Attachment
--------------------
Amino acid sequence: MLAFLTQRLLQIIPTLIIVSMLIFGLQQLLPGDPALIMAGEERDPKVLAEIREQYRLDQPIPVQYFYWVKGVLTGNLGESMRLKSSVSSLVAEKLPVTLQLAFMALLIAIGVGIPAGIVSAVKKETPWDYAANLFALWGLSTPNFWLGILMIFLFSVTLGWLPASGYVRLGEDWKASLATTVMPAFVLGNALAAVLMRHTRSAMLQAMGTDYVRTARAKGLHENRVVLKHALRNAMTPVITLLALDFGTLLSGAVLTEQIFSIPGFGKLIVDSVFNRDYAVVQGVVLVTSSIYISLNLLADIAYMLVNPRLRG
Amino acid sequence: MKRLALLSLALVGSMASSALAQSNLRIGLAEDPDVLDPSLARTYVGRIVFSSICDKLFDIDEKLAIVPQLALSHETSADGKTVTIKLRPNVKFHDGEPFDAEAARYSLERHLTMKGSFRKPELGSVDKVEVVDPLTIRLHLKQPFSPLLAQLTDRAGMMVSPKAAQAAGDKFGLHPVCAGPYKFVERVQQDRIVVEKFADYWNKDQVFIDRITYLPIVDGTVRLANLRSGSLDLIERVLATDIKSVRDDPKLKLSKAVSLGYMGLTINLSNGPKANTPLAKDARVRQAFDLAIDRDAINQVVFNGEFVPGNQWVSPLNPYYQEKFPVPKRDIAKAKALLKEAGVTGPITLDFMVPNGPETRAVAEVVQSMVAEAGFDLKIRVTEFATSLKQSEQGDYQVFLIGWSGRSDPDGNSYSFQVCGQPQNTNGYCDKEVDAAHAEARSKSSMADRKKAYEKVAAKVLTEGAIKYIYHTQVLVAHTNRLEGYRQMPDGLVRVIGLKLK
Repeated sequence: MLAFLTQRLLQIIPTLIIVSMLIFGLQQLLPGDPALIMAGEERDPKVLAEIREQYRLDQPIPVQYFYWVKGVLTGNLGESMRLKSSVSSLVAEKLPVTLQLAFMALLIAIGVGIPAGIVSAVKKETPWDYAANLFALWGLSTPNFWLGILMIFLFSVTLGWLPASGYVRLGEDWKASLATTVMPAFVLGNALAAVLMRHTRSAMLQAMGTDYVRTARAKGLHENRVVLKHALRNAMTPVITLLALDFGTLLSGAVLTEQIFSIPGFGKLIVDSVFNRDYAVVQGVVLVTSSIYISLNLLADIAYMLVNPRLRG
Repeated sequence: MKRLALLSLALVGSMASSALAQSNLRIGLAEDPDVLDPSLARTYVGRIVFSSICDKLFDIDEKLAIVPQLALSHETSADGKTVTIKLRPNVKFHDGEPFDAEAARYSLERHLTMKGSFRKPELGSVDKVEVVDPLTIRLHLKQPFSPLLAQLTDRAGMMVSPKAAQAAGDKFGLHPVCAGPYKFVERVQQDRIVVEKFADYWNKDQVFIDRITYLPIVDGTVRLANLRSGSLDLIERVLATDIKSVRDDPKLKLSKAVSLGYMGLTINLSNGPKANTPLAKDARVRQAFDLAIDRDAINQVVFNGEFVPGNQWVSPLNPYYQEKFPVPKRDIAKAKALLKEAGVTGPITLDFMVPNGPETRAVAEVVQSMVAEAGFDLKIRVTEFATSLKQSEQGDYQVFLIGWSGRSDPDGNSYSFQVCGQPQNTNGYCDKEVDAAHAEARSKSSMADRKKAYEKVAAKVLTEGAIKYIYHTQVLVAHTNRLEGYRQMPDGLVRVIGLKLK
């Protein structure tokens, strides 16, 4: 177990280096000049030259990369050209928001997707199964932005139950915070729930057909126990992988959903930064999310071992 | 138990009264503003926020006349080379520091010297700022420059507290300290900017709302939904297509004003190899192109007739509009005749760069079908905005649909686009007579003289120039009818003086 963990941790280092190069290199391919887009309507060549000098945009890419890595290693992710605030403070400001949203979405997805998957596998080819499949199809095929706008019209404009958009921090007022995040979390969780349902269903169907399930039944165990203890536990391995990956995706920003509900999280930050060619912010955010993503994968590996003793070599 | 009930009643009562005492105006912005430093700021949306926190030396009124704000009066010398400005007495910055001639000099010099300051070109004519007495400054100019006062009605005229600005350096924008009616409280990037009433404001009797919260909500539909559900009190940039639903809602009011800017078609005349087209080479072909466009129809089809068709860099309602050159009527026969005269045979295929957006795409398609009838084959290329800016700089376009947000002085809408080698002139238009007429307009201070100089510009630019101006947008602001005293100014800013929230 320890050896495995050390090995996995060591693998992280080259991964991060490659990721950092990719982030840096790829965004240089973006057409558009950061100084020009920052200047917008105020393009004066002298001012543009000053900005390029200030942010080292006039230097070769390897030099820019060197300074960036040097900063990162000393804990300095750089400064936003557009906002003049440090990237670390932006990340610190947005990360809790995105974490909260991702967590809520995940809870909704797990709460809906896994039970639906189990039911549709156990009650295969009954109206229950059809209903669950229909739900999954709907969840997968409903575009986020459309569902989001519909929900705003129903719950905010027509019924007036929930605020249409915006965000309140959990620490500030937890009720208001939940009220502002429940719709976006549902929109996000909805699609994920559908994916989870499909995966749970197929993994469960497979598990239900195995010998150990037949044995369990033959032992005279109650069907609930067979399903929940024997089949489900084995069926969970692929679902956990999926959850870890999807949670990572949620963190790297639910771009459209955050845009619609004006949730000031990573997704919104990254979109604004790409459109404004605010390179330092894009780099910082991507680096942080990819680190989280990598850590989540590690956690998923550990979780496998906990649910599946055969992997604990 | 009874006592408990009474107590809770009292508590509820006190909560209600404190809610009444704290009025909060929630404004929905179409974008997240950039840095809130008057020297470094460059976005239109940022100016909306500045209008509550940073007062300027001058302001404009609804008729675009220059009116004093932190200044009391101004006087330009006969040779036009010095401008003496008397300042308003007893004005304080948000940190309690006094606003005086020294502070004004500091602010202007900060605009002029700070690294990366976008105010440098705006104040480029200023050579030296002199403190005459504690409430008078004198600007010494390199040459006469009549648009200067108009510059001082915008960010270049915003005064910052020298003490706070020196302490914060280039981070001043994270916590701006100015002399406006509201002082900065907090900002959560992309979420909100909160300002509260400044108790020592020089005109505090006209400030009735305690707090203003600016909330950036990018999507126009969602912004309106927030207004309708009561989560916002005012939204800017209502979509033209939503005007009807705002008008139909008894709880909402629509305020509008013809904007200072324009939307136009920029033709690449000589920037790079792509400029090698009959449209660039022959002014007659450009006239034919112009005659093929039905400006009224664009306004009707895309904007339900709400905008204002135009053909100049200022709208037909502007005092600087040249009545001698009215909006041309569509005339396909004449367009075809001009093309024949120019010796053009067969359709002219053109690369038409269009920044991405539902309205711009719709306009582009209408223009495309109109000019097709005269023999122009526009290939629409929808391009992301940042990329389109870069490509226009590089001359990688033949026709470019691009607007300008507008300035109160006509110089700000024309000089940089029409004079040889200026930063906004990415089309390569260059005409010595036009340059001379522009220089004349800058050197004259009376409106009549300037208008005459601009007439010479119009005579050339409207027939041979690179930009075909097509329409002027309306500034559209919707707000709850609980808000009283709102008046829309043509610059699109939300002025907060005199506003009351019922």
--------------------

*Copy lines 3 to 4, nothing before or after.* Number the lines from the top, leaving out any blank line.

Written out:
Repeated sequence: MLAFLTQRLLQIIPTLIIVSMLIFGLQQLLPGDPALIMAGEERDPKVLAEIREQYRLDQPIPVQYFYWVKGVLTGNLGESMRLKSSVSSLVAEKLPVTLQLAFMALLIAIGVGIPAGIVSAVKKETPWDYAANLFALWGLSTPNFWLGILMIFLFSVTLGWLPASGYVRLGEDWKASLATTVMPAFVLGNALAAVLMRHTRSAMLQAMGTDYVRTARAKGLHENRVVLKHALRNAMTPVITLLALDFGTLLSGAVLTEQIFSIPGFGKLIVDSVFNRDYAVVQGVVLVTSSIYISLNLLADIAYMLVNPRLRG
Repeated sequence: MKRLALLSLALVGSMASSALAQSNLRIGLAEDPDVLDPSLARTYVGRIVFSSICDKLFDIDEKLAIVPQLALSHETSADGKTVTIKLRPNVKFHDGEPFDAEAARYSLERHLTMKGSFRKPELGSVDKVEVVDPLTIRLHLKQPFSPLLAQLTDRAGMMVSPKAAQAAGDKFGLHPVCAGPYKFVERVQQDRIVVEKFADYWNKDQVFIDRITYLPIVDGTVRLANLRSGSLDLIERVLATDIKSVRDDPKLKLSKAVSLGYMGLTINLSNGPKANTPLAKDARVRQAFDLAIDRDAINQVVFNGEFVPGNQWVSPLNPYYQEKFPVPKRDIAKAKALLKEAGVTGPITLDFMVPNGPETRAVAEVVQSMVAEAGFDLKIRVTEFATSLKQSEQGDYQVFLIGWSGRSDPDGNSYSFQVCGQPQNTNGYCDKEVDAAHAEARSKSSMADRKKAYEKVAAKVLTEGAIKYIYHTQVLVAHTNRLEGYRQMPDGLVRVIGLKLK